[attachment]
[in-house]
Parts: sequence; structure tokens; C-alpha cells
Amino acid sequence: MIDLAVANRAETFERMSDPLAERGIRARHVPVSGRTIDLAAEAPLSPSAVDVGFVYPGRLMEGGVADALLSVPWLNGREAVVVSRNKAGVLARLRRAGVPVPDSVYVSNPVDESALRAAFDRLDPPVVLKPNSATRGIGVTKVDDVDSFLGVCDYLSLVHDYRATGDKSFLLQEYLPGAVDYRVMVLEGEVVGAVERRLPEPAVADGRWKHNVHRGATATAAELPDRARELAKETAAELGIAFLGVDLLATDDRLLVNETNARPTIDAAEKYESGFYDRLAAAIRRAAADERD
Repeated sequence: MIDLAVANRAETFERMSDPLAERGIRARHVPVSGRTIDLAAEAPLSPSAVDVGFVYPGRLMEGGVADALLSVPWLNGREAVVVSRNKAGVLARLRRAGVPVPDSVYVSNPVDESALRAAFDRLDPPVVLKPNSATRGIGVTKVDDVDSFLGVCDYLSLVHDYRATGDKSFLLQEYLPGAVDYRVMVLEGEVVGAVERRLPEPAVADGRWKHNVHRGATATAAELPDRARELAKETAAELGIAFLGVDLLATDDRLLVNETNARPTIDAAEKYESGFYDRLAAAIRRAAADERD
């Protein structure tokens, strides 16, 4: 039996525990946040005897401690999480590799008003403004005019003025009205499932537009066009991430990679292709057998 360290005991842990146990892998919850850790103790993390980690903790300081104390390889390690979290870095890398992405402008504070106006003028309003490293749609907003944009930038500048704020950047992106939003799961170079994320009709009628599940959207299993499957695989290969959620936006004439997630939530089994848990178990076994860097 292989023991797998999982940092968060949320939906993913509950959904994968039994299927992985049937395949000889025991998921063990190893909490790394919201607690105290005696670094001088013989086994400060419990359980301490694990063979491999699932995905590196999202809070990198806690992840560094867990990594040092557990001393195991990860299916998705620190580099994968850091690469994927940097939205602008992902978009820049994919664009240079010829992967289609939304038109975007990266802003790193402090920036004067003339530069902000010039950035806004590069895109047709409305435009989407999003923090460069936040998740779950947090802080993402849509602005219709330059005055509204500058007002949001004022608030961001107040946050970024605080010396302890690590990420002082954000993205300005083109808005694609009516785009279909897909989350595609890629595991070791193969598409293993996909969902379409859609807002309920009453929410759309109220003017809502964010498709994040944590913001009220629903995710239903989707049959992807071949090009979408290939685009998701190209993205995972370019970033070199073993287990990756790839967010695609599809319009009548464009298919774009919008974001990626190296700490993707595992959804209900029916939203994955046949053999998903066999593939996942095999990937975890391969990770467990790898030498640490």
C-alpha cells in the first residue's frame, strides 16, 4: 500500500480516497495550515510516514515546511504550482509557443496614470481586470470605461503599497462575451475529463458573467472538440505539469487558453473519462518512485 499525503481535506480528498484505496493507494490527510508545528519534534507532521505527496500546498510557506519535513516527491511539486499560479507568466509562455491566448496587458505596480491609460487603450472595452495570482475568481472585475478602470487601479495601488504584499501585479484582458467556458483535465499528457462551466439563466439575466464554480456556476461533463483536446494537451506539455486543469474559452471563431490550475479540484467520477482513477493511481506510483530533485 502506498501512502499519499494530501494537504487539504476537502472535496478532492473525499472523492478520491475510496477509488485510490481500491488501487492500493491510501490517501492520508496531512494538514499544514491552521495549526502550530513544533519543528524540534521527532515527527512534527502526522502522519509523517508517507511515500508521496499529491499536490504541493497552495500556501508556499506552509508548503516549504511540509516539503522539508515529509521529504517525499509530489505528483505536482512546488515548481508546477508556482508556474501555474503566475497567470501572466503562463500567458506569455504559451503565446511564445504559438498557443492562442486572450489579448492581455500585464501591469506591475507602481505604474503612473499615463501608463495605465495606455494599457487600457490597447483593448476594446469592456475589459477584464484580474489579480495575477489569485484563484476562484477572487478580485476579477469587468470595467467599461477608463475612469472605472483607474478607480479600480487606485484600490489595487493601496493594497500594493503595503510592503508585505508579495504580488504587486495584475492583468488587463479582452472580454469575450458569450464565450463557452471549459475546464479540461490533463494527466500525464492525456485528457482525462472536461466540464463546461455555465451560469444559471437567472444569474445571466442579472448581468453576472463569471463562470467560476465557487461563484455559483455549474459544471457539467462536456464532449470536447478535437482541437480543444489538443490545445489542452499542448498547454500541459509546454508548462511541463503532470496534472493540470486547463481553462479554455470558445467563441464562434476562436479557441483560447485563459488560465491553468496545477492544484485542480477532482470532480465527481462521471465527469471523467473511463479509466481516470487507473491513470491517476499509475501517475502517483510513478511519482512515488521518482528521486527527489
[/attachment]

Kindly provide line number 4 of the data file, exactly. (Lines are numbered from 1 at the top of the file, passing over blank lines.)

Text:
Repeated sequence: MIDLAVANRAETFERMSDPLAERGIRARHVPVSGRTIDLAAEAPLSPSAVDVGFVYPGRLMEGGVADALLSVPWLNGREAVVVSRNKAGVLARLRRAGVPVPDSVYVSNPVDESALRAAFDRLDPPVVLKPNSATRGIGVTKVDDVDSFLGVCDYLSLVHDYRATGDKSFLLQEYLPGAVDYRVMVLEGEVVGAVERRLPEPAVADGRWKHNVHRGATATAAELPDRARELAKETAAELGIAFLGVDLLATDDRLLVNETNARPTIDAAEKYESGFYDRLAAAIRRAAADERD